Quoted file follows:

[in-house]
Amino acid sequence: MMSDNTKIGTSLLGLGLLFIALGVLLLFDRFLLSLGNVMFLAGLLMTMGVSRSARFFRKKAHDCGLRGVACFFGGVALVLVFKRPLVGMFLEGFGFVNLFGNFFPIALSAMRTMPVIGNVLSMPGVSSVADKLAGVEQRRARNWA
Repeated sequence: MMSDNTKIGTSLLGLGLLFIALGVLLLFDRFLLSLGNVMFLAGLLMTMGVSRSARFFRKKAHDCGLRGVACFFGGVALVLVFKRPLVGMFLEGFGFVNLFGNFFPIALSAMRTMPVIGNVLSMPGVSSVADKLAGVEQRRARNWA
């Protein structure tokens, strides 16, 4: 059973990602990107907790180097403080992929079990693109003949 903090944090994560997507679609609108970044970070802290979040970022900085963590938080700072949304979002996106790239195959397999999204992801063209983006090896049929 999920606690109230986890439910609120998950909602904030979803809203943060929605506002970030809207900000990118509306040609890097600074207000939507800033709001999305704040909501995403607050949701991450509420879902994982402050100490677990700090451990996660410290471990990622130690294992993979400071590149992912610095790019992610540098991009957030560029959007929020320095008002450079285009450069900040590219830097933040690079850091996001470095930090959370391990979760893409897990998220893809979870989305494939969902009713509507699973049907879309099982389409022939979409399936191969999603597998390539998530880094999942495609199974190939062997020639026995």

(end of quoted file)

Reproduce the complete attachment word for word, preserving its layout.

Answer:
[in-house]
Amino acid sequence: MMSDNTKIGTSLLGLGLLFIALGVLLLFDRFLLSLGNVMFLAGLLMTMGVSRSARFFRKKAHDCGLRGVACFFGGVALVLVFKRPLVGMFLEGFGFVNLFGNFFPIALSAMRTMPVIGNVLSMPGVSSVADKLAGVEQRRARNWA
Repeated sequence: MMSDNTKIGTSLLGLGLLFIALGVLLLFDRFLLSLGNVMFLAGLLMTMGVSRSARFFRKKAHDCGLRGVACFFGGVALVLVFKRPLVGMFLEGFGFVNLFGNFFPIALSAMRTMPVIGNVLSMPGVSSVADKLAGVEQRRARNWA
């Protein structure tokens, strides 16, 4: 059973990602990107907790180097403080992929079990693109003949 903090944090994560997507679609609108970044970070802290979040970022900085963590938080700072949304979002996106790239195959397999999204992801063209983006090896049929 999920606690109230986890439910609120998950909602904030979803809203943060929605506002970030809207900000990118509306040609890097600074207000939507800033709001999305704040909501995403607050949701991450509420879902994982402050100490677990700090451990996660410290471990990622130690294992993979400071590149992912610095790019992610540098991009957030560029959007929020320095008002450079285009450069900040590219830097933040690079850091996001470095930090959370391990979760893409897990998220893809979870989305494939969902009713509507699973049907879309099982389409022939979409399936191969999603597998390539998530880094999942495609199974190939062997020639026995």